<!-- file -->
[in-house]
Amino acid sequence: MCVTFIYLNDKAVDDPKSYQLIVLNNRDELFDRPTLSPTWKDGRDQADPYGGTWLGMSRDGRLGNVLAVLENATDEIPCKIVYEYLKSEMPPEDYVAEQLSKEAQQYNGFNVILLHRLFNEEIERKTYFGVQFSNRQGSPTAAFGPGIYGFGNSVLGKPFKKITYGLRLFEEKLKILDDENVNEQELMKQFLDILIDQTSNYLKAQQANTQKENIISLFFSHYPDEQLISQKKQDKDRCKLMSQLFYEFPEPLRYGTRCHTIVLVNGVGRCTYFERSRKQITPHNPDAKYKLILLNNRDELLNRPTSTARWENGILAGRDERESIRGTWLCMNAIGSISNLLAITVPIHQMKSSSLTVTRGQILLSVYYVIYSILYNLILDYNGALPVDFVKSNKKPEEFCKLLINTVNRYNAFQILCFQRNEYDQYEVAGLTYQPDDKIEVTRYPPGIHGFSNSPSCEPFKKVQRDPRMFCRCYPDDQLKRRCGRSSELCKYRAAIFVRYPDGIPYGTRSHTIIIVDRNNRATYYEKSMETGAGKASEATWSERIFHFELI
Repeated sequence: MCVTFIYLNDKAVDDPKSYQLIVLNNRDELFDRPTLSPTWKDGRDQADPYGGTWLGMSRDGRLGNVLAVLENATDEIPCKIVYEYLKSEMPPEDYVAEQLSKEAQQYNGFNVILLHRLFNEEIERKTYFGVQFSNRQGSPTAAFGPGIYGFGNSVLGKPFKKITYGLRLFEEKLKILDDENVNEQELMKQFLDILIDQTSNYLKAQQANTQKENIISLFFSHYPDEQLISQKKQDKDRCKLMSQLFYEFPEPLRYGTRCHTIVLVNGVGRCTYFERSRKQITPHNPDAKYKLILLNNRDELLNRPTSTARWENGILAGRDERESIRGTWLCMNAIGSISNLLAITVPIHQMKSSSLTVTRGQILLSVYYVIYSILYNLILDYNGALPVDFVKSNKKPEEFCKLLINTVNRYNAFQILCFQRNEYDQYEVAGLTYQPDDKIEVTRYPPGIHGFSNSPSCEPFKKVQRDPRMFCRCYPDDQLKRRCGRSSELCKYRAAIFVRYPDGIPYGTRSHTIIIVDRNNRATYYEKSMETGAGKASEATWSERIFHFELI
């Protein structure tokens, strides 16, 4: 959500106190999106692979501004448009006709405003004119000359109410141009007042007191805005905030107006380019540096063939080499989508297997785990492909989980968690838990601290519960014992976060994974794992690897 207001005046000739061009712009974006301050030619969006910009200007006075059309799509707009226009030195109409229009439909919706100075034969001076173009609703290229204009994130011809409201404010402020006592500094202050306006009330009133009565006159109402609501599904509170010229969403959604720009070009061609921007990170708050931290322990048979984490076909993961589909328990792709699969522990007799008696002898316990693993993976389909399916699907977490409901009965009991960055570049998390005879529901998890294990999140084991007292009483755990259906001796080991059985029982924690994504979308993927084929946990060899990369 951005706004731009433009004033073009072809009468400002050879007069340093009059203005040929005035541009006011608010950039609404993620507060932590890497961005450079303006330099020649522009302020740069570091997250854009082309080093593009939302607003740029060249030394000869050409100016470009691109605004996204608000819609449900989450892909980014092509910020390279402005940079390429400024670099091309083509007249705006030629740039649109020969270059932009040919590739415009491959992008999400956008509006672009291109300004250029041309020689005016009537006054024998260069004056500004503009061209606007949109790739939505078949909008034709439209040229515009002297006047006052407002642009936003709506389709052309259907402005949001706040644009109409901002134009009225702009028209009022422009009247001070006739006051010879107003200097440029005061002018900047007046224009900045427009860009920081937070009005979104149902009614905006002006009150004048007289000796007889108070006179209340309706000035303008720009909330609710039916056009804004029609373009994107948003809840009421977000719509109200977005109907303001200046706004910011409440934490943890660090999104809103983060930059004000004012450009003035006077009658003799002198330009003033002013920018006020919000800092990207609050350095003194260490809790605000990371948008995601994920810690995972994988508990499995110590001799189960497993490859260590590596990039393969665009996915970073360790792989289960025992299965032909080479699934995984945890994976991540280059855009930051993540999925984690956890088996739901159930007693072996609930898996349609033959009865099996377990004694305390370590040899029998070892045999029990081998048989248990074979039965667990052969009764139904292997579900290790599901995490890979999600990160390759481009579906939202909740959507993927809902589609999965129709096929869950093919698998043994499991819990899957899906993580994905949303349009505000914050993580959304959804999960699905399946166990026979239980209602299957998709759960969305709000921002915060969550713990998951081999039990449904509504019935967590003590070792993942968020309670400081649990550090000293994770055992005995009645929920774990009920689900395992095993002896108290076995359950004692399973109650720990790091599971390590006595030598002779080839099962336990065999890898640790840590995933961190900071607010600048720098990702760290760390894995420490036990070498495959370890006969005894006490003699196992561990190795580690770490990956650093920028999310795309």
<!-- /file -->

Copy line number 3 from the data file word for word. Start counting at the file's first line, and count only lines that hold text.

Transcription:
Repeated sequence: MCVTFIYLNDKAVDDPKSYQLIVLNNRDELFDRPTLSPTWKDGRDQADPYGGTWLGMSRDGRLGNVLAVLENATDEIPCKIVYEYLKSEMPPEDYVAEQLSKEAQQYNGFNVILLHRLFNEEIERKTYFGVQFSNRQGSPTAAFGPGIYGFGNSVLGKPFKKITYGLRLFEEKLKILDDENVNEQELMKQFLDILIDQTSNYLKAQQANTQKENIISLFFSHYPDEQLISQKKQDKDRCKLMSQLFYEFPEPLRYGTRCHTIVLVNGVGRCTYFERSRKQITPHNPDAKYKLILLNNRDELLNRPTSTARWENGILAGRDERESIRGTWLCMNAIGSISNLLAITVPIHQMKSSSLTVTRGQILLSVYYVIYSILYNLILDYNGALPVDFVKSNKKPEEFCKLLINTVNRYNAFQILCFQRNEYDQYEVAGLTYQPDDKIEVTRYPPGIHGFSNSPSCEPFKKVQRDPRMFCRCYPDDQLKRRCGRSSELCKYRAAIFVRYPDGIPYGTRSHTIIIVDRNNRATYYEKSMETGAGKASEATWSERIFHFELI